Global security and security domains
WebSphere Application Server provides configuration facilities that allow you to secure the administrative applications and services that are used to manage and configure a WebSphere environment and to secure applications running in that environment. These configuration activities are done separately, although, they can share common settings.
Global security settings are the security configuration settings that apply to all administrative functions and provide the default settings for user applications.
New in V7, WebSphere Application Server V7 introduces the ability to create additional security domains to secure user applications and their resources. A security domain is specific to the application servers, clusters, and service integration buses that are assigned to it. A security domain can have attributes that differ from the global security settings. For example, a separate user registry can be used to secure administrative functions and applications.
Global security compared to security domains
The global security domain in WebSphere Application Server V7 defines the administrative security configuration and the default configuration for applications. If no other security domains are configured, and application security is enabled at the global security domain, all of the user applications and administrative applications use the same security configuration.
Although extremely convenient and straightforward, a single-domain configuration might not be the ideal configuration for certain clients that need settings customized for applications. Fortunately, WebSphere Application Server V7 offers the flexibility to override the global security domain configuration with additional security domains that are configured at a different scope. Security domains provide the flexibility to use configuration security settings that differ from those settings that are specified in the global security settings.
Administrative security must be enabled before you can enable application security. However, application security can be disabled at the global security level and enabled at the security domain level.
You define attributes at the security domain level that need to be different from those at the global level. If the information is common, the security domain does not need to have the information duplicated in it. Any attributes that are missing in the domain are obtained from the global configuration.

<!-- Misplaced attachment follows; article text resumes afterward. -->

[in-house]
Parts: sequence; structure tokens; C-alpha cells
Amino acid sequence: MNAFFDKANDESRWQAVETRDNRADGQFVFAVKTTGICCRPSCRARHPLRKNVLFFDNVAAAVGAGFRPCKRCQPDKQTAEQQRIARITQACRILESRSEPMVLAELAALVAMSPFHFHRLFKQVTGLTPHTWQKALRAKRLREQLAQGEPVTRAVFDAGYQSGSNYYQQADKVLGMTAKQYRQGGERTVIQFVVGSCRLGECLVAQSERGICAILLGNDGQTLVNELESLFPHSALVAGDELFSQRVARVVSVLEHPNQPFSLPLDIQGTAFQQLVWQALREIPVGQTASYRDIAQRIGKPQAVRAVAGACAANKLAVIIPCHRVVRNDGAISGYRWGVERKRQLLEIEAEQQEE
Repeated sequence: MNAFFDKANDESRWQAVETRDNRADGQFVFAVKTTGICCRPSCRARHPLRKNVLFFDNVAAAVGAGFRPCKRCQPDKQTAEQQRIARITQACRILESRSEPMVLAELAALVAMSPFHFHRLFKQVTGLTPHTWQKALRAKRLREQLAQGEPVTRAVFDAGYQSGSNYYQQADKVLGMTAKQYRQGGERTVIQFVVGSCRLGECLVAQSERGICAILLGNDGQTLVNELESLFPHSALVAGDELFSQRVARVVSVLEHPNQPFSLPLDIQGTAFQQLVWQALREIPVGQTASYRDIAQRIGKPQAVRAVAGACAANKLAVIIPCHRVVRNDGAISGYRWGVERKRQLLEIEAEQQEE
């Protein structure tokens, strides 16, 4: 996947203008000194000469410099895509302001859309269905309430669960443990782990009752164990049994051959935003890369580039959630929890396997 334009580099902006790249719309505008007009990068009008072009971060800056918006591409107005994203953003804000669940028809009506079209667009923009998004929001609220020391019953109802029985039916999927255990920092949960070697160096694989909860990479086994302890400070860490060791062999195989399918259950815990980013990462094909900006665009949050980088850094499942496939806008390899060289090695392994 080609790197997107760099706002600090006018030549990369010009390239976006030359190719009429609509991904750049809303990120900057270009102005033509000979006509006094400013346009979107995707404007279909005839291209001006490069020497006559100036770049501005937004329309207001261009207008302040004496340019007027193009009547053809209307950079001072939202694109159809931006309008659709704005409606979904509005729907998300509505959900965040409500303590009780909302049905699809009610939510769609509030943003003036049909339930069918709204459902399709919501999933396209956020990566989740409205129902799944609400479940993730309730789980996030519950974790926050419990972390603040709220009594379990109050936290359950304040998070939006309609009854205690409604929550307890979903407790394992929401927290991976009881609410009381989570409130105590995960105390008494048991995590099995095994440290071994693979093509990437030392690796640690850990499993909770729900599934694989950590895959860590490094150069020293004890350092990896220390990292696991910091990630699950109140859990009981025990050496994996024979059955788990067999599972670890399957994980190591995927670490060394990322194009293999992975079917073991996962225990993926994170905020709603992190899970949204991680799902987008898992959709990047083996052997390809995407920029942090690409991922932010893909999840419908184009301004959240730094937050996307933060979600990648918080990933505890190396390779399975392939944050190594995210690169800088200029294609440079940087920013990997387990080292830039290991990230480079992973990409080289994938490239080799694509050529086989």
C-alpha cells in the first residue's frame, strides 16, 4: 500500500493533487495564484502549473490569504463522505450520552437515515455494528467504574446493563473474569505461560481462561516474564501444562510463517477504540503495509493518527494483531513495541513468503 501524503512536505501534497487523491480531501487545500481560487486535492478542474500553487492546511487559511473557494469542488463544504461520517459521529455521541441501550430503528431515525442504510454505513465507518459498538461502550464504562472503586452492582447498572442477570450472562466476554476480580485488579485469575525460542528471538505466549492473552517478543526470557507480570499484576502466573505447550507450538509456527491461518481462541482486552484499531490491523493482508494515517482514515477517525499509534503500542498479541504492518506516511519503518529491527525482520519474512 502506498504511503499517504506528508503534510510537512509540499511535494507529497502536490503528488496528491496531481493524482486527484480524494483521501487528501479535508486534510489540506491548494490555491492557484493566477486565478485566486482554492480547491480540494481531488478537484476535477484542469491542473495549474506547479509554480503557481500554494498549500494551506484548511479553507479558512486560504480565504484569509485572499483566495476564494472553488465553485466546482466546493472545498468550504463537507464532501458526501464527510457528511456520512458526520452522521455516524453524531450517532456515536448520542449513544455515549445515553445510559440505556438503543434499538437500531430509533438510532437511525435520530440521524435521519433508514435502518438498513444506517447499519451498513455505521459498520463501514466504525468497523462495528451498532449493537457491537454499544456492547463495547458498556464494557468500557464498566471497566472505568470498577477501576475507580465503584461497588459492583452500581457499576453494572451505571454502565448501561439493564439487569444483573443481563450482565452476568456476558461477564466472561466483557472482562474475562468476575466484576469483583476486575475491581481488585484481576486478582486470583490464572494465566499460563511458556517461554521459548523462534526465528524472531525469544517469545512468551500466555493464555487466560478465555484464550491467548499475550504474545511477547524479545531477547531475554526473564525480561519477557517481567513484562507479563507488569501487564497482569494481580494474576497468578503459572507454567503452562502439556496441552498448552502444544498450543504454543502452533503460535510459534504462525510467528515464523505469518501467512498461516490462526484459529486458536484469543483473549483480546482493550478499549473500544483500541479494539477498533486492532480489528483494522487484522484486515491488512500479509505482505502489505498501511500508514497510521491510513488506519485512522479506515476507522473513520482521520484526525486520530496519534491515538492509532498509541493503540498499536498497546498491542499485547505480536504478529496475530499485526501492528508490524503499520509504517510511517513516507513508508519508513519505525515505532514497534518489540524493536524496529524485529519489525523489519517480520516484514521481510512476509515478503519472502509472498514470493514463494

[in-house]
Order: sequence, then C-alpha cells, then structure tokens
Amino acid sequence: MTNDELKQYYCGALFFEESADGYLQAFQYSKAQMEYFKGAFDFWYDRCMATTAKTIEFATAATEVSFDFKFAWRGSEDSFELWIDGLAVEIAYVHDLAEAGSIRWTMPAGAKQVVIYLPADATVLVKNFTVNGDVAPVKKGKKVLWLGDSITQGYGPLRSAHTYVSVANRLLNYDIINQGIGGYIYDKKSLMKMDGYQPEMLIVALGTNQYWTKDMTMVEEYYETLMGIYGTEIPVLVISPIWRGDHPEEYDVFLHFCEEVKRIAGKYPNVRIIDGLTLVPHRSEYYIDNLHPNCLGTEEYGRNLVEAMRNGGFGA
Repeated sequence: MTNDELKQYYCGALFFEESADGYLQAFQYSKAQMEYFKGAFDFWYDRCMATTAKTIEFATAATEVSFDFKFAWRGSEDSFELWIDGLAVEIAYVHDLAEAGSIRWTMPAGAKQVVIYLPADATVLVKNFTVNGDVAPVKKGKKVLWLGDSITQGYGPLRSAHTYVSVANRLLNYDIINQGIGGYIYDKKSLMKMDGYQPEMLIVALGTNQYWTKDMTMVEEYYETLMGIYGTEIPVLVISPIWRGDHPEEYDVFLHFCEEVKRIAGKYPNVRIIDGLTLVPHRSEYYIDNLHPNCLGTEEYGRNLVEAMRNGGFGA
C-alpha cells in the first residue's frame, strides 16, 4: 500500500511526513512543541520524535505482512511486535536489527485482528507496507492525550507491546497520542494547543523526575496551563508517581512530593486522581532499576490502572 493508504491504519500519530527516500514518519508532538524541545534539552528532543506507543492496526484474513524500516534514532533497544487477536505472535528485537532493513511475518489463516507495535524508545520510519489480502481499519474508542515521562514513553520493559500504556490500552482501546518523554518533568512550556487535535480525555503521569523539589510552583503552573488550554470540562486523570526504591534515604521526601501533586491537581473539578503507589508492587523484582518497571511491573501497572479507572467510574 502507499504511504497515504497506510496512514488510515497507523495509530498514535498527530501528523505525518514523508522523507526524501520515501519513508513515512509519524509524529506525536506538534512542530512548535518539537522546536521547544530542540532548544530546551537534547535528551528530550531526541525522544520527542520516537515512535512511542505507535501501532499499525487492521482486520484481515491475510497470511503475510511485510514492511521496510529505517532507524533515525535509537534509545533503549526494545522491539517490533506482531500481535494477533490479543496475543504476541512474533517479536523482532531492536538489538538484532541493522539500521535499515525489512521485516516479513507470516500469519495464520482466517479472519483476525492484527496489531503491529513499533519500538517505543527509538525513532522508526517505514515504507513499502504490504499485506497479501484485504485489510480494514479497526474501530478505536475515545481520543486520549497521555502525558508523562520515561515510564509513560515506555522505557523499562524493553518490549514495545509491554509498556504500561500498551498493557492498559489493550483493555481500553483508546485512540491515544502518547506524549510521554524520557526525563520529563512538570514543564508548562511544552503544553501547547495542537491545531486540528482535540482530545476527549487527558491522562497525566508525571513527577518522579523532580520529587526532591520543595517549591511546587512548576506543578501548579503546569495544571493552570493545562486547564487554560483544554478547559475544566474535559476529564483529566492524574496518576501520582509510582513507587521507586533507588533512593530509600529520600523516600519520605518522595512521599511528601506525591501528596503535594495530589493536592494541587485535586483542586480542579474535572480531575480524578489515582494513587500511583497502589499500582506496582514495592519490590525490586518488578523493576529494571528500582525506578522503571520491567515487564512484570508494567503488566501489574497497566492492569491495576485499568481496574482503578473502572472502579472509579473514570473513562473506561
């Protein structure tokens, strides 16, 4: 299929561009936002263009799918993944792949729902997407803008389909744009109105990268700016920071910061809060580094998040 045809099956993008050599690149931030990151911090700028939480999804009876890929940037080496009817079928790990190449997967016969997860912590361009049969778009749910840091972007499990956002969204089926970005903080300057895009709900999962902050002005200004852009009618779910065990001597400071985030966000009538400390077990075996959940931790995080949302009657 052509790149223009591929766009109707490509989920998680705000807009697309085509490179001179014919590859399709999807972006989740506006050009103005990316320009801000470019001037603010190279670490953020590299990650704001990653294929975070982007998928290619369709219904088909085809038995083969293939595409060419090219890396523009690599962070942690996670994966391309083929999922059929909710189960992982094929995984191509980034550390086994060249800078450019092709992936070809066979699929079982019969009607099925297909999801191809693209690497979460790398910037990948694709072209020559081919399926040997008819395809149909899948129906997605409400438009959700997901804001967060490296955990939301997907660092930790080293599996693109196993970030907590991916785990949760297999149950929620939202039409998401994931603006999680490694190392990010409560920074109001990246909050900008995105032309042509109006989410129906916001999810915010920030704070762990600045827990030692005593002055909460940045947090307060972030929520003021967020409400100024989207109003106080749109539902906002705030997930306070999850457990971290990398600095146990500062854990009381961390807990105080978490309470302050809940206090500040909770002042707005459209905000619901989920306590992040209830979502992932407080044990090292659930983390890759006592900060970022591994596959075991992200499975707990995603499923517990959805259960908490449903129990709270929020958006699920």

Table below shows a comparison of the security features that can be specified in the global security settings and those that a security domain can override.
Table 4.1. Comparison of global and domain security settings
|Global security configuration||Security domain overrides|
Security domain scope
A security domain can be scoped to an entire cell, or to a specific set of servers, clusters, or service integration buses. Therefore, multiple security domains can be used to allow security settings to vary from one application to another application.
Security settings that apply to an application will be defined by the following scope:
If the application is running on a server or cluster that is within the scope of a security domain, those settings will be used. Security settings that are not defined in this domain will be taken from the global security settings (not a cell-level domain).
If the application is running on a server or cluster that is not within the scope of a security domain, but a security domain has been defined at the cell scope, that domain will be used. Security settings that are not defined in this domain will be taken from the global security settings.
If the previous conditions do not apply, the global domain settings will be used.
Note that you can enable or disable application security at the domain and global level, so just falling within a domain does not necessarily mean that application security is enabled. Also, note that naming operations always use the global security configuration.